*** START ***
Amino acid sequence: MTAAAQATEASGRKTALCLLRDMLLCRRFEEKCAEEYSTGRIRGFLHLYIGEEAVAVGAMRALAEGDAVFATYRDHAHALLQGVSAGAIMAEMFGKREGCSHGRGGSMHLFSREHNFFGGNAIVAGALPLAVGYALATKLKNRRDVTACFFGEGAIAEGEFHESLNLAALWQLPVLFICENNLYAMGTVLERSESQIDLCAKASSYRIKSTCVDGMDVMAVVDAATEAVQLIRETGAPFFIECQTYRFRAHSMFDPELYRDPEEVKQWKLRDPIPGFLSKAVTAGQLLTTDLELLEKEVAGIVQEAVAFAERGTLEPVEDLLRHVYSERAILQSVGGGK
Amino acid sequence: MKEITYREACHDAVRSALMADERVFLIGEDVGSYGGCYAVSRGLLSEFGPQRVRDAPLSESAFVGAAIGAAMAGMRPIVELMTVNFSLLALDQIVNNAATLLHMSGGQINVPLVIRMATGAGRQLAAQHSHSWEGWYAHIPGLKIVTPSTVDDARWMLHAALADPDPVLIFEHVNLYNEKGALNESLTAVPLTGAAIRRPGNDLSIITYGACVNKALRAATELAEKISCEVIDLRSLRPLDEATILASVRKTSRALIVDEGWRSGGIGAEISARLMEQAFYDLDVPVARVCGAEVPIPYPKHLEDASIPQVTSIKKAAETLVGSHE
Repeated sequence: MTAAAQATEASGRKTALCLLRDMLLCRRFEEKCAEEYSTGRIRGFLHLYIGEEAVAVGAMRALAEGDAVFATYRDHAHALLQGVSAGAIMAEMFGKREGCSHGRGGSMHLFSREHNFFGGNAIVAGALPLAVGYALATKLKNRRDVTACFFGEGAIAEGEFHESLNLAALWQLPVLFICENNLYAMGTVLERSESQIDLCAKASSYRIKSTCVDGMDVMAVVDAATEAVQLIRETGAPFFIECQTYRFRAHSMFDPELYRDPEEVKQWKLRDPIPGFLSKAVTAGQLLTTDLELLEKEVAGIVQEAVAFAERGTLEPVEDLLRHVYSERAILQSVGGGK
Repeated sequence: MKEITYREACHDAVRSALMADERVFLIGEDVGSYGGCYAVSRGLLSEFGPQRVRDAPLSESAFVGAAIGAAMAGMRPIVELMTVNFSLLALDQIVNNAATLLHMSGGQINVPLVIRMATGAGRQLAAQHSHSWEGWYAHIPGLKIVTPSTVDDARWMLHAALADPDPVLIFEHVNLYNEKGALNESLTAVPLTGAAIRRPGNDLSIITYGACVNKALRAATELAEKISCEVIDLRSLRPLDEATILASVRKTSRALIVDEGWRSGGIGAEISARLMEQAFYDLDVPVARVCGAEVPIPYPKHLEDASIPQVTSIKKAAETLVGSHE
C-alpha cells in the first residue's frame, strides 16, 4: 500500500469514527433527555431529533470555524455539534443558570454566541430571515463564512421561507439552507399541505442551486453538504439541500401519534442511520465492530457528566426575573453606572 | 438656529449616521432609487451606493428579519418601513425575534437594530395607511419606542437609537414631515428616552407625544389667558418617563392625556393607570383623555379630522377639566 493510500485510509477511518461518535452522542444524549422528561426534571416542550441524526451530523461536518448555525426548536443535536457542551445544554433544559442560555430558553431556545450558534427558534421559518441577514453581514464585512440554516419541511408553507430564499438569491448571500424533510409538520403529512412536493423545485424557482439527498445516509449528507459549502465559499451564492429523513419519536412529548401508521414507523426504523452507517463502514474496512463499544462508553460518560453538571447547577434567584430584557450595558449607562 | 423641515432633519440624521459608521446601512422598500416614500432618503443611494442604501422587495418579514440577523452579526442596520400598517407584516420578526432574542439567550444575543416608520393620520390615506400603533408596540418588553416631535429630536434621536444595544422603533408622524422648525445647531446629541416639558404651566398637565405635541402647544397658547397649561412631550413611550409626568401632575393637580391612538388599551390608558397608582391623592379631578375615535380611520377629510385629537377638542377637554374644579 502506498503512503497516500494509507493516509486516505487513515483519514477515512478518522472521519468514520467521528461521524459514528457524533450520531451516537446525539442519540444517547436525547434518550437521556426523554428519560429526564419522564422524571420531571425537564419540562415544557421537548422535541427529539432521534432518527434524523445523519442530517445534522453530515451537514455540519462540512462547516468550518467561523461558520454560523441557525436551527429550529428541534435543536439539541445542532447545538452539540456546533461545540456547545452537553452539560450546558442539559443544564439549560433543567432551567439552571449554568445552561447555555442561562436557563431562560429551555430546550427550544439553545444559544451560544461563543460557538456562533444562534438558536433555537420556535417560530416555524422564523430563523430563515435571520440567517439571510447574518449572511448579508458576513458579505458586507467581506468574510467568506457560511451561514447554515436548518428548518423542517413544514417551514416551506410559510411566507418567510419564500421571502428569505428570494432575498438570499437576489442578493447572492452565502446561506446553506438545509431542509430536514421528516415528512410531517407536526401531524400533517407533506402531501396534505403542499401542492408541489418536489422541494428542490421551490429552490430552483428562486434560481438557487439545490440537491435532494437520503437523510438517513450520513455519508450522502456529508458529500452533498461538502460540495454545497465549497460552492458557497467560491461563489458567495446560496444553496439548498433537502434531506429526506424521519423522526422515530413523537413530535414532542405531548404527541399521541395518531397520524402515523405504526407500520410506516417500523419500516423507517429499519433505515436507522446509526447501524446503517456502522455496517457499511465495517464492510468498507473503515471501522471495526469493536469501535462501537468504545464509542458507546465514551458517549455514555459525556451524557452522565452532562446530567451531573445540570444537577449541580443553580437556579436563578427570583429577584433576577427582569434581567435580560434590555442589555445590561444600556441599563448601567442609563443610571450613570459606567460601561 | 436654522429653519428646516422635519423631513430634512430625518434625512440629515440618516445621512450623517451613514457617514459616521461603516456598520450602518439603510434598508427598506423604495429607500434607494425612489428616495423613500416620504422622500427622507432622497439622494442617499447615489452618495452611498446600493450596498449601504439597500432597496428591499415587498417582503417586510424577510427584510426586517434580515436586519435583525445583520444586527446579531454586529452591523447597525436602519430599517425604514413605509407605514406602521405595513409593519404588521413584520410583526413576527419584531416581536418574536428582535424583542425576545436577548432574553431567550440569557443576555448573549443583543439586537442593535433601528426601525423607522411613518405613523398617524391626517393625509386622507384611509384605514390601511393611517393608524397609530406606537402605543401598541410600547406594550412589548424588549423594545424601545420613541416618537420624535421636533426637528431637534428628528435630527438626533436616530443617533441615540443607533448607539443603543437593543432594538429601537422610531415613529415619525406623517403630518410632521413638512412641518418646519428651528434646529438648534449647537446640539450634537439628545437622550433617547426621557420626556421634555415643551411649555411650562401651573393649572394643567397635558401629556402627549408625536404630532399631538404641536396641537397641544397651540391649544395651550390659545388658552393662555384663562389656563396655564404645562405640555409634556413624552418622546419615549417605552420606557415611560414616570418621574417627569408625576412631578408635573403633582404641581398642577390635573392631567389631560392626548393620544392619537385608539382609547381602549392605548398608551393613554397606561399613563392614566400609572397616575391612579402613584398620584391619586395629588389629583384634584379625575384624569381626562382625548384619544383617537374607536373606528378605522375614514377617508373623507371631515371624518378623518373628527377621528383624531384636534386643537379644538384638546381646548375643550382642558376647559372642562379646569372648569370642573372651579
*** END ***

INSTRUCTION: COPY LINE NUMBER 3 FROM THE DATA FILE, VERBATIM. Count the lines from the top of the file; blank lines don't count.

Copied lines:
Repeated sequence: MTAAAQATEASGRKTALCLLRDMLLCRRFEEKCAEEYSTGRIRGFLHLYIGEEAVAVGAMRALAEGDAVFATYRDHAHALLQGVSAGAIMAEMFGKREGCSHGRGGSMHLFSREHNFFGGNAIVAGALPLAVGYALATKLKNRRDVTACFFGEGAIAEGEFHESLNLAALWQLPVLFICENNLYAMGTVLERSESQIDLCAKASSYRIKSTCVDGMDVMAVVDAATEAVQLIRETGAPFFIECQTYRFRAHSMFDPELYRDPEEVKQWKLRDPIPGFLSKAVTAGQLLTTDLELLEKEVAGIVQEAVAFAERGTLEPVEDLLRHVYSERAILQSVGGGK